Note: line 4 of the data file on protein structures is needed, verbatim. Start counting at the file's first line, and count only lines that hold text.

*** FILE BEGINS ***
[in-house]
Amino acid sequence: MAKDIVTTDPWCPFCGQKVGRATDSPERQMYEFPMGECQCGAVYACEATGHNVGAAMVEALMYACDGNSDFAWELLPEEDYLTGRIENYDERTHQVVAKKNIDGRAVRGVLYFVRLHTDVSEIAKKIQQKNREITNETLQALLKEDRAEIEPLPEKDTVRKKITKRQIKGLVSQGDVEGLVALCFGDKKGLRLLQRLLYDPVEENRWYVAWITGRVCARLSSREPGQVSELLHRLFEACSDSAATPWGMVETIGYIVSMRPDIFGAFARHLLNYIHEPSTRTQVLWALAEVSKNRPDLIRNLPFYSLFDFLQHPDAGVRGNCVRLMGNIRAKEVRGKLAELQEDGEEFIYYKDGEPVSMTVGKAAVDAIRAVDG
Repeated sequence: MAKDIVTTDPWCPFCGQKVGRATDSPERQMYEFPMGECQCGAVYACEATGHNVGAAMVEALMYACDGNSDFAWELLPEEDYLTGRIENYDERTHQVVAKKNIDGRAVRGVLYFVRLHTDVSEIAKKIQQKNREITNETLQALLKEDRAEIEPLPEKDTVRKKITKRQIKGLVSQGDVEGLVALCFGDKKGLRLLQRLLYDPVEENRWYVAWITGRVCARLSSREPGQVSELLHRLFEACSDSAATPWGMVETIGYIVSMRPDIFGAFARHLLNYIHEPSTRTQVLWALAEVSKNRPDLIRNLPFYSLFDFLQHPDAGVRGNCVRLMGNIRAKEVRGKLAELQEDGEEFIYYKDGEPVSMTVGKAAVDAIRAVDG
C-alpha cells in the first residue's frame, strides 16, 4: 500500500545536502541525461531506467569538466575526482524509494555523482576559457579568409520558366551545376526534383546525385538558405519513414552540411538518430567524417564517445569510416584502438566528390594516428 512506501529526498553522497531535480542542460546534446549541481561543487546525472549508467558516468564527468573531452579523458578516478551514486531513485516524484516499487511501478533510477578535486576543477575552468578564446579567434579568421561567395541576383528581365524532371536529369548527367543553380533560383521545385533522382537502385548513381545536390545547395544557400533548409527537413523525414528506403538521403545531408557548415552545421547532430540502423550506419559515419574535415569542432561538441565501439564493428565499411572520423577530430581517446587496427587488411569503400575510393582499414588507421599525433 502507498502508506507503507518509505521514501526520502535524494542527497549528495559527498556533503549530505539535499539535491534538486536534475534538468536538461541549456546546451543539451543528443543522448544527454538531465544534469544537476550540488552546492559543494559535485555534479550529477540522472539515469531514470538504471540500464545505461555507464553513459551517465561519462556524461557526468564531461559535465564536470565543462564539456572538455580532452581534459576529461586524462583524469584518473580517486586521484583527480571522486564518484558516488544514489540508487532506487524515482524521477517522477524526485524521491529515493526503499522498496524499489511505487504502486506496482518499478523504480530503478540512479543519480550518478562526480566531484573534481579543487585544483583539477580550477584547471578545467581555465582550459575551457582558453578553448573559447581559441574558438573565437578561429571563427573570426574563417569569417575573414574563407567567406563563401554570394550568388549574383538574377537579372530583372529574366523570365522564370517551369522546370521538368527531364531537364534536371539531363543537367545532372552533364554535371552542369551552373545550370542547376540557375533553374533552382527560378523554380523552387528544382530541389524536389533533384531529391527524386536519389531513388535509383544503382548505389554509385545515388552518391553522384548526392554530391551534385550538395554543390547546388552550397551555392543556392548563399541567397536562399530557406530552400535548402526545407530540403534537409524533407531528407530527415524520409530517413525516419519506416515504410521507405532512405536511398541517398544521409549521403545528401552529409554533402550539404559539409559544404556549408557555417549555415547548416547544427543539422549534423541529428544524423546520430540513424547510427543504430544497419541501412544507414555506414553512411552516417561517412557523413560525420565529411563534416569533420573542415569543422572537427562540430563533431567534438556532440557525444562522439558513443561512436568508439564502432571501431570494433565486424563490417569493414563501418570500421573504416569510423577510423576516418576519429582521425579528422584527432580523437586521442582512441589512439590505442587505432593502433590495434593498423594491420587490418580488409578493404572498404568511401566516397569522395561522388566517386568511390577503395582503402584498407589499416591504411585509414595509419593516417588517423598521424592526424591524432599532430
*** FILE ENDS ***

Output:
C-alpha cells in the first residue's frame, strides 16, 4: 500500500545536502541525461531506467569538466575526482524509494555523482576559457579568409520558366551545376526534383546525385538558405519513414552540411538518430567524417564517445569510416584502438566528390594516428 512506501529526498553522497531535480542542460546534446549541481561543487546525472549508467558516468564527468573531452579523458578516478551514486531513485516524484516499487511501478533510477578535486576543477575552468578564446579567434579568421561567395541576383528581365524532371536529369548527367543553380533560383521545385533522382537502385548513381545536390545547395544557400533548409527537413523525414528506403538521403545531408557548415552545421547532430540502423550506419559515419574535415569542432561538441565501439564493428565499411572520423577530430581517446587496427587488411569503400575510393582499414588507421599525433 502507498502508506507503507518509505521514501526520502535524494542527497549528495559527498556533503549530505539535499539535491534538486536534475534538468536538461541549456546546451543539451543528443543522448544527454538531465544534469544537476550540488552546492559543494559535485555534479550529477540522472539515469531514470538504471540500464545505461555507464553513459551517465561519462556524461557526468564531461559535465564536470565543462564539456572538455580532452581534459576529461586524462583524469584518473580517486586521484583527480571522486564518484558516488544514489540508487532506487524515482524521477517522477524526485524521491529515493526503499522498496524499489511505487504502486506496482518499478523504480530503478540512479543519480550518478562526480566531484573534481579543487585544483583539477580550477584547471578545467581555465582550459575551457582558453578553448573559447581559441574558438573565437578561429571563427573570426574563417569569417575573414574563407567567406563563401554570394550568388549574383538574377537579372530583372529574366523570365522564370517551369522546370521538368527531364531537364534536371539531363543537367545532372552533364554535371552542369551552373545550370542547376540557375533553374533552382527560378523554380523552387528544382530541389524536389533533384531529391527524386536519389531513388535509383544503382548505389554509385545515388552518391553522384548526392554530391551534385550538395554543390547546388552550397551555392543556392548563399541567397536562399530557406530552400535548402526545407530540403534537409524533407531528407530527415524520409530517413525516419519506416515504410521507405532512405536511398541517398544521409549521403545528401552529409554533402550539404559539409559544404556549408557555417549555415547548416547544427543539422549534423541529428544524423546520430540513424547510427543504430544497419541501412544507414555506414553512411552516417561517412557523413560525420565529411563534416569533420573542415569543422572537427562540430563533431567534438556532440557525444562522439558513443561512436568508439564502432571501431570494433565486424563490417569493414563501418570500421573504416569510423577510423576516418576519429582521425579528422584527432580523437586521442582512441589512439590505442587505432593502433590495434593498423594491420587490418580488409578493404572498404568511401566516397569522395561522388566517386568511390577503395582503402584498407589499416591504411585509414595509419593516417588517423598521424592526424591524432599532430